Benintendi worked with assistant hitting coach Peter Fatse in early August.Jim Davis/Globe Staff

It’s more that this team, two seasons removed from winning the World Series, is already unrecognizable enough.


Benintendi’s promise, fulfilled at least for his first couple of seasons, made him a popular player, as did his sweet swing and a certain catch he made to close out the 2018 American League Championship Series against the Astros.

We know how much fun he is to watch when he’s going well. And let’s admit it: It’s up for debate how fun to watch this team is going to be in 2021, coming off a 24-win season in which there was very little reason to tune into NESN beyond the candid banter among Jerry Remy, Dennis Eckersley, and Dave O’Brien.

Yes, Xander Bogaerts is special, a former super-prospect fully realized. Rafael Devers is fun to watch hit. Alex Verdugo could be a better version of Trot Nixon. But that’s about it for compelling talent.

And Verdugo, no matter how good he becomes, will always be a reminder that the Red Sox traded Mookie Betts, an unforgivable sin that will torment fans even beyond the day he goes into the Hall of Fame with a Dodgers cap on his head.

Benintendi has been easy and usually satisfying to root for. There aren’t many such players left on the roster, and so far this offseason, the most exciting player transaction Bloom has made is signing 31-year-old pitcher Matt Andriese and his 4.57 career earned run average.

Signing Winchester resident Corey Kluber would spur some interest, but after he reportedly impressed during a workout attended by 25 teams Wednesday, does anyone expect the Red Sox to be the highest bidder?


We do know roster turnover can pay off; entering the 2013 season, the Red Sox added Mike Napoli, Koji Uehara, Shane Victorino, Stephen Drew, and several other veterans who were downright beloved by the end of that delightful October. But that team also had more fan favorites and established stars — David Ortiz, Dustin Pedroia, Jon Lester — than this one does.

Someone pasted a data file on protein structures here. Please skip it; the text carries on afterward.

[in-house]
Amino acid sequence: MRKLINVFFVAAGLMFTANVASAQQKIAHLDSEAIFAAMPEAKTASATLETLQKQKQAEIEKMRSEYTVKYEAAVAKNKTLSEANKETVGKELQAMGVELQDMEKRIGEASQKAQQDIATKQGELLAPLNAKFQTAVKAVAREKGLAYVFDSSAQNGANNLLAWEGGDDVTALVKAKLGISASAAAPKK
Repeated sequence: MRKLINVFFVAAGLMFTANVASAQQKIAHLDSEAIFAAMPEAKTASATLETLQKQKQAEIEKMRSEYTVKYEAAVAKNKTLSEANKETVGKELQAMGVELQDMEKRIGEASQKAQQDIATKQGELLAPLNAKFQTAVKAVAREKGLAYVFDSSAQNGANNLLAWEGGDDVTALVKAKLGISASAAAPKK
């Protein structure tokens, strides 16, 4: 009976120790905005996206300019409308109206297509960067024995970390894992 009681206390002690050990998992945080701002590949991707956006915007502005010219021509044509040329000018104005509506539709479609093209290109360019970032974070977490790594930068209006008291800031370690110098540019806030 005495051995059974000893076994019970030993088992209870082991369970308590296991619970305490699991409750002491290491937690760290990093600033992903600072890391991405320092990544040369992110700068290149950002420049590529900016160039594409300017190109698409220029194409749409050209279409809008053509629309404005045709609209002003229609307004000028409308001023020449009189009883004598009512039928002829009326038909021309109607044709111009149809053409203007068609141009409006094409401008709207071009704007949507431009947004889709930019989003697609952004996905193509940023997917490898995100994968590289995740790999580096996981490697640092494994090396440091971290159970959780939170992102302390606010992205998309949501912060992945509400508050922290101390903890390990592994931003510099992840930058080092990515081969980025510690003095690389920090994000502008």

The fear that Bloom will turn the Red Sox into Rays North — constantly churning the roster and trading popular players like Blake Snell without a flicker of sentimentality — is overblown. The goal is to be more like the Dodgers: find undervalued talent, acquire and pay elite talent — but only the first part of that plan is currently in action right now.

Bloom already has won some smaller trades, and I’ll begrudgingly admit he did OK in the Betts deal. He’s smart, gets the mind-set of Sox fans, and will prove more than adept at the job over the long haul.

But the Red Sox haven’t been this uninteresting since September of 2012, the Bobby V year. Bloom should keep Benintendi, a popular player whose quest for redemption is one of the few interesting things about a team that sure could use a little buzz.

Chad Finn can be reached at Follow him @GlobeChadFinn.